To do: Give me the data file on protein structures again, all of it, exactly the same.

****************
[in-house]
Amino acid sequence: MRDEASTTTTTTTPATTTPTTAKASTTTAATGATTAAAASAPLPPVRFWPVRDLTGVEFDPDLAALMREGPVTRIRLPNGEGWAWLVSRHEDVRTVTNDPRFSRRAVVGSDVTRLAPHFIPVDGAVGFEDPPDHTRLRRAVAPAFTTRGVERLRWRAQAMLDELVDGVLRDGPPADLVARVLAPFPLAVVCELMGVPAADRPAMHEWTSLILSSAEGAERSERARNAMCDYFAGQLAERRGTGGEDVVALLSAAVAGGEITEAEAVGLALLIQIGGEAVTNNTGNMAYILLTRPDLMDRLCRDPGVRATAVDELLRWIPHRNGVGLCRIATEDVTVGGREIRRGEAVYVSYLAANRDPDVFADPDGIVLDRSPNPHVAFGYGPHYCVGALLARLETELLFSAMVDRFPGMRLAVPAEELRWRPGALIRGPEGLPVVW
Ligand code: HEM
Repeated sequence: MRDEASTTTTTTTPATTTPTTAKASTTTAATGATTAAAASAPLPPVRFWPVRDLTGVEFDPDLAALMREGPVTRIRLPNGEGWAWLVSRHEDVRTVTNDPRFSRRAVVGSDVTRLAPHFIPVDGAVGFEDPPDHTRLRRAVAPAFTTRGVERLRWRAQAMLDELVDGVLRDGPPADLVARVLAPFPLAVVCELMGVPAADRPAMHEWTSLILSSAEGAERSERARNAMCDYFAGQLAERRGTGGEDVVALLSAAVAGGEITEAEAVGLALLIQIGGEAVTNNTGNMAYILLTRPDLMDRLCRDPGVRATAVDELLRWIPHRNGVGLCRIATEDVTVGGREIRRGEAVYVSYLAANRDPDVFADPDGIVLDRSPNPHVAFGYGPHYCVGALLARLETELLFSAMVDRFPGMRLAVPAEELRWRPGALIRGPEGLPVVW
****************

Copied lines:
[in-house]
Amino acid sequence: MRDEASTTTTTTTPATTTPTTAKASTTTAATGATTAAAASAPLPPVRFWPVRDLTGVEFDPDLAALMREGPVTRIRLPNGEGWAWLVSRHEDVRTVTNDPRFSRRAVVGSDVTRLAPHFIPVDGAVGFEDPPDHTRLRRAVAPAFTTRGVERLRWRAQAMLDELVDGVLRDGPPADLVARVLAPFPLAVVCELMGVPAADRPAMHEWTSLILSSAEGAERSERARNAMCDYFAGQLAERRGTGGEDVVALLSAAVAGGEITEAEAVGLALLIQIGGEAVTNNTGNMAYILLTRPDLMDRLCRDPGVRATAVDELLRWIPHRNGVGLCRIATEDVTVGGREIRRGEAVYVSYLAANRDPDVFADPDGIVLDRSPNPHVAFGYGPHYCVGALLARLETELLFSAMVDRFPGMRLAVPAEELRWRPGALIRGPEGLPVVW
Ligand code: HEM
Repeated sequence: MRDEASTTTTTTTPATTTPTTAKASTTTAATGATTAAAASAPLPPVRFWPVRDLTGVEFDPDLAALMREGPVTRIRLPNGEGWAWLVSRHEDVRTVTNDPRFSRRAVVGSDVTRLAPHFIPVDGAVGFEDPPDHTRLRRAVAPAFTTRGVERLRWRAQAMLDELVDGVLRDGPPADLVARVLAPFPLAVVCELMGVPAADRPAMHEWTSLILSSAEGAERSERARNAMCDYFAGQLAERRGTGGEDVVALLSAAVAGGEITEAEAVGLALLIQIGGEAVTNNTGNMAYILLTRPDLMDRLCRDPGVRATAVDELLRWIPHRNGVGLCRIATEDVTVGGREIRRGEAVYVSYLAANRDPDVFADPDGIVLDRSPNPHVAFGYGPHYCVGALLARLETELLFSAMVDRFPGMRLAVPAEELRWRPGALIRGPEGLPVVW